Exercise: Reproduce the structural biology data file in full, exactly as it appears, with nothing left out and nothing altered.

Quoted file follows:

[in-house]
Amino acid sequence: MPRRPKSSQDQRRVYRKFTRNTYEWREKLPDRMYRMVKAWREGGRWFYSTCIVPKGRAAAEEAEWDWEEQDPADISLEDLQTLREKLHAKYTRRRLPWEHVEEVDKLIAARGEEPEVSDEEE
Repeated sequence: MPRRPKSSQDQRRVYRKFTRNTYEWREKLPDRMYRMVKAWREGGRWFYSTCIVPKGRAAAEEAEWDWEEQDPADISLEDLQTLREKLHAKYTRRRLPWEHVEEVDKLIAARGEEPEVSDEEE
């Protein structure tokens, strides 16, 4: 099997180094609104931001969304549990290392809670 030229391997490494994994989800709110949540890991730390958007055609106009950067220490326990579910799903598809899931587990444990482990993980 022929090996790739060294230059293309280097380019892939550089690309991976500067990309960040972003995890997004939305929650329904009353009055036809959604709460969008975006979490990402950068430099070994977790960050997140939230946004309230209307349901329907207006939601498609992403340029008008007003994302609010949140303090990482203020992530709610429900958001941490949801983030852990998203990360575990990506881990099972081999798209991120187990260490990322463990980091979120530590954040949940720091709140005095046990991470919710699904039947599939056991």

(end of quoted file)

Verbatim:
[in-house]
Amino acid sequence: MPRRPKSSQDQRRVYRKFTRNTYEWREKLPDRMYRMVKAWREGGRWFYSTCIVPKGRAAAEEAEWDWEEQDPADISLEDLQTLREKLHAKYTRRRLPWEHVEEVDKLIAARGEEPEVSDEEE
Repeated sequence: MPRRPKSSQDQRRVYRKFTRNTYEWREKLPDRMYRMVKAWREGGRWFYSTCIVPKGRAAAEEAEWDWEEQDPADISLEDLQTLREKLHAKYTRRRLPWEHVEEVDKLIAARGEEPEVSDEEE
């Protein structure tokens, strides 16, 4: 099997180094609104931001969304549990290392809670 030229391997490494994994989800709110949540890991730390958007055609106009950067220490326990579910799903598809899931587990444990482990993980 022929090996790739060294230059293309280097380019892939550089690309991976500067990309960040972003995890997004939305929650329904009353009055036809959604709460969008975006979490990402950068430099070994977790960050997140939230946004309230209307349901329907207006939601498609992403340029008008007003994302609010949140303090990482203020992530709610429900958001941490949801983030852990998203990360575990990506881990099972081999798209991120187990260490990322463990980091979120530590954040949940720091709140005095046990991470919710699904039947599939056991």